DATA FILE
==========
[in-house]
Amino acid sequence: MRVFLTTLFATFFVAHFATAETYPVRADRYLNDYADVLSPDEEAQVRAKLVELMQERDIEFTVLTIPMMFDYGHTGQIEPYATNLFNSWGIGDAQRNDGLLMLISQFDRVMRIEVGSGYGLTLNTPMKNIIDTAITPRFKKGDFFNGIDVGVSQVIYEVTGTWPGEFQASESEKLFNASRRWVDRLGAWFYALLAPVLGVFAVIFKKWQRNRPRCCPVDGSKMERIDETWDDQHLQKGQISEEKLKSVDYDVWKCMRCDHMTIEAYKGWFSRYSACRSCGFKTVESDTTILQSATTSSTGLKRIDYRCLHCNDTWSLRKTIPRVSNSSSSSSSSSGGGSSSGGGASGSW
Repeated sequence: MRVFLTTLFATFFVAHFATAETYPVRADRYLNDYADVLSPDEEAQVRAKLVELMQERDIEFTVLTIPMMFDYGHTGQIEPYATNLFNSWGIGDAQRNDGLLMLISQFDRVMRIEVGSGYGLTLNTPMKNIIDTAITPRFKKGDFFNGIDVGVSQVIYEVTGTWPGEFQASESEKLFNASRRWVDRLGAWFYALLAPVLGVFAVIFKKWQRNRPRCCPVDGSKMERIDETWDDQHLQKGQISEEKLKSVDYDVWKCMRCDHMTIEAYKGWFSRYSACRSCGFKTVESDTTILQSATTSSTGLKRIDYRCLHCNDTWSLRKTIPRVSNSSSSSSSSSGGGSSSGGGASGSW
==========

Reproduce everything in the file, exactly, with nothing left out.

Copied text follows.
[in-house]
Amino acid sequence: MRVFLTTLFATFFVAHFATAETYPVRADRYLNDYADVLSPDEEAQVRAKLVELMQERDIEFTVLTIPMMFDYGHTGQIEPYATNLFNSWGIGDAQRNDGLLMLISQFDRVMRIEVGSGYGLTLNTPMKNIIDTAITPRFKKGDFFNGIDVGVSQVIYEVTGTWPGEFQASESEKLFNASRRWVDRLGAWFYALLAPVLGVFAVIFKKWQRNRPRCCPVDGSKMERIDETWDDQHLQKGQISEEKLKSVDYDVWKCMRCDHMTIEAYKGWFSRYSACRSCGFKTVESDTTILQSATTSSTGLKRIDYRCLHCNDTWSLRKTIPRVSNSSSSSSSSSGGGSSSGGGASGSW
Repeated sequence: MRVFLTTLFATFFVAHFATAETYPVRADRYLNDYADVLSPDEEAQVRAKLVELMQERDIEFTVLTIPMMFDYGHTGQIEPYATNLFNSWGIGDAQRNDGLLMLISQFDRVMRIEVGSGYGLTLNTPMKNIIDTAITPRFKKGDFFNGIDVGVSQVIYEVTGTWPGEFQASESEKLFNASRRWVDRLGAWFYALLAPVLGVFAVIFKKWQRNRPRCCPVDGSKMERIDETWDDQHLQKGQISEEKLKSVDYDVWKCMRCDHMTIEAYKGWFSRYSACRSCGFKTVESDTTILQSATTSSTGLKRIDYRCLHCNDTWSLRKTIPRVSNSSSSSSSSSGGGSSSGGGASGSW